In Table 3 shown, the difference of mean scores (for type-A & B questions) between students from six medical colleges is statistically significant at 1% level (p- 0.000 (<0.01)). In type – A questions, students from Bhavnagar medical college had highest score whereas students from Jamnagar and Rajkot medical colleges had lowest score. In type – B questions, highest scores were found in Ahmedabad students and lowest score was found in Jamnagar students.
In Table 4 shown, comparison with 2nd and 3rd year within same Govt. Medical Colleges, over all knowledge was very poor.
In Figure 1 shown, Comparison of second and third year medical students of different Govt. Medical Colleges of Type-A Questions, total 525 2nd year, 354 3rd year medical students had attended questioners; only 54(10.3%) and 22 (6.2%) no. of students give correct answer respectively. Only 76 (8.6%) out of 879 medical students had given correct answer but No. of students shows very poor knowledge of adverse drug reaction.
In Figure 2 shown, Comparison of second and third year medical students of different Govt. Medical Colleges of Type-B questions, total 526 2nd year, 354 3rd year medical students had attended questioners; only 34(6.5%) and 04(1.1%) no. of students give correct answer respectively. Only 38(4.3%) had given correct answer but No. also shows very poor knowledge of Pharmacovigilance.
FIGURE 1: OVERALL COMPARISON OF TYPE-A QUESTIONS IN BOTH YEAR STUDENTS
Chi-square value is 4.436 with p-value 0.035. Statistical analysis done by applying T-test in above data show significant difference found.
FIGURE 2: OVERALL COMPARISON OF TYPE-B QUESTIONS IN BOTH YEAR STUDENTS
Chi-square value is 14.570 with p-value 0.000.
Pharmacovigilance programs have played a major role in detection of ADRs and banning of several drugs from the market 7. However, under reporting of ADRs is one of the major problems associated with Pharmacovigilance programs 8.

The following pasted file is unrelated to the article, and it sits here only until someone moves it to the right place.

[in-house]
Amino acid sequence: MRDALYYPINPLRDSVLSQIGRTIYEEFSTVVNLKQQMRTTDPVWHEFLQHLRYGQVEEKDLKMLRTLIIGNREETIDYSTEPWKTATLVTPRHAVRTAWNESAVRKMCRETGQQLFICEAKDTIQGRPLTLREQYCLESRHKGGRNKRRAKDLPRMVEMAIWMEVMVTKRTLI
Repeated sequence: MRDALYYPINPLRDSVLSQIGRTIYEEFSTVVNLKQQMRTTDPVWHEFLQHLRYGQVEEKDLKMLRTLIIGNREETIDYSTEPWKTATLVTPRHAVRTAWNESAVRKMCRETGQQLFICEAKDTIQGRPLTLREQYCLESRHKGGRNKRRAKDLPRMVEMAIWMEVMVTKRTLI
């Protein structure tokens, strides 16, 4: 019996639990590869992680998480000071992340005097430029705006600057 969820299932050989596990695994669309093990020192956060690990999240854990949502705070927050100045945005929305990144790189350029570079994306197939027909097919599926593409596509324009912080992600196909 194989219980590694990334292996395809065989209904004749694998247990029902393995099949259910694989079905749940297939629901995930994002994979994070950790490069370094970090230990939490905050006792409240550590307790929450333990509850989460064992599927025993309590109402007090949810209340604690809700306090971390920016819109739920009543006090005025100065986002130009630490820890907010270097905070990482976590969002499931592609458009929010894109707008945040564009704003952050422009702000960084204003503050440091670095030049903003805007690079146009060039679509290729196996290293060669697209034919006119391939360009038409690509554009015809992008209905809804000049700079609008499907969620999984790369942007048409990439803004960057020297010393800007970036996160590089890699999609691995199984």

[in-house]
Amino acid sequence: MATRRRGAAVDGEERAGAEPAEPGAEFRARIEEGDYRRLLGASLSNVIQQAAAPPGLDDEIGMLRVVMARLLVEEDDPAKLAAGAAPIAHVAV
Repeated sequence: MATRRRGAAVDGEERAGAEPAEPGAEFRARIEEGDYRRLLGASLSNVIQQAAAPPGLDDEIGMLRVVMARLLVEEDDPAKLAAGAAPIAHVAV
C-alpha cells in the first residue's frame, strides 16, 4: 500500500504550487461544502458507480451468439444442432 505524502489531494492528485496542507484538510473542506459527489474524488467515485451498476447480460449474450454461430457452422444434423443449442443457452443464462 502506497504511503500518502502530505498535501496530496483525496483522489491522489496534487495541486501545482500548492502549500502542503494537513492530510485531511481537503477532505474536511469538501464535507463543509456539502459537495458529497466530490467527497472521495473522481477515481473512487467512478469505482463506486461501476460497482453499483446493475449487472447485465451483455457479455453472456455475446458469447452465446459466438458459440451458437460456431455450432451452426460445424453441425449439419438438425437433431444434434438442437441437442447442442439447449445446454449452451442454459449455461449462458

One of the better means of reducing the overcoming of under reporting is to increase the Knowledge of the healthcare professional regarding ADR monitoring and Pharmacovigilance programs. A study from Northern India reported that the Knowledge regarding ADR monitoring was low and the scores needed an improvement 9.
A study from Italy reported that doctors had little information concerning ADRs and ADR reporting systems 10. A recent study from India also identified that the awareness about Pharmacovigilance program and the knowledge of ADR reporting were very low among the doctors 11. These findings suggest the need for interventions to improve the knowledge of the undergraduate medical students in Gujarat.
CONCLUSION: The study was identified the knowledge of the undergraduate medical students regarding ADR monitoring and Pharmacovigilance. Overall the Knowledge score was very poor. Our findings suggest the need for educational interventions.
The intervention can be;
- It will be mandatory for organized training programme regarding Pharmacovigilance in undergraduate medical curriculum under Pharmacology department.
- Regarding the study results, it was suggested that health care systems must have training programmes for medical students who are future prescriber in the society about importance, detection, analysis, reporting and fallow-up of adverse drug reactions in the hospital and provide online and telephone line accesses to facilitate adverse drug reactions reporting system.
Strengths and limitation of this study;
- To the best of our knowledge, this was the first study in Govt. Medical colleges of Gujarat (India) that have evaluated the knowledge regarding adverse drug reactions and Pharmacovigilance in undergraduate medical students.
- The limitation of study, we do not intervene undergraduate the medical students of medical college of Gujarat.
ACKNOWLEDGEMENT: We acknowledge all the Medical Students (Both second and third year) who spend their valuable time in filling the questionnaire. We thankful to all Dean of Govt. Medical College of Gujarat state for given permission to carry out this work in your institute. We are especially thankful to our Dean, Dr. B.D. Parmar, Govt. Medical College, Bhavnagar, Gujarat, for constant supervision and their support. We are also thankful to all technical staff member for Govt. Medical college of Gujarat state who is help in their technical part.
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Mukeshkumar B. Vora*,Narendra P. Paliwal , Vikas G. Doshi, Manish J. Barvaliya and C.B. Tripathi Narendra P. Paliwal 1, Vikas G. Doshi 2, Manish J. Barvaliya 1 and C.B. Tripathi 1
Assistant Professor in Pharmacology, Department of Pharmacology Government Medical College, Bhavnagar-364001, Gujarat, India
24 January, 2012
14 March, 2012
27 April, 2012
01 May, 2012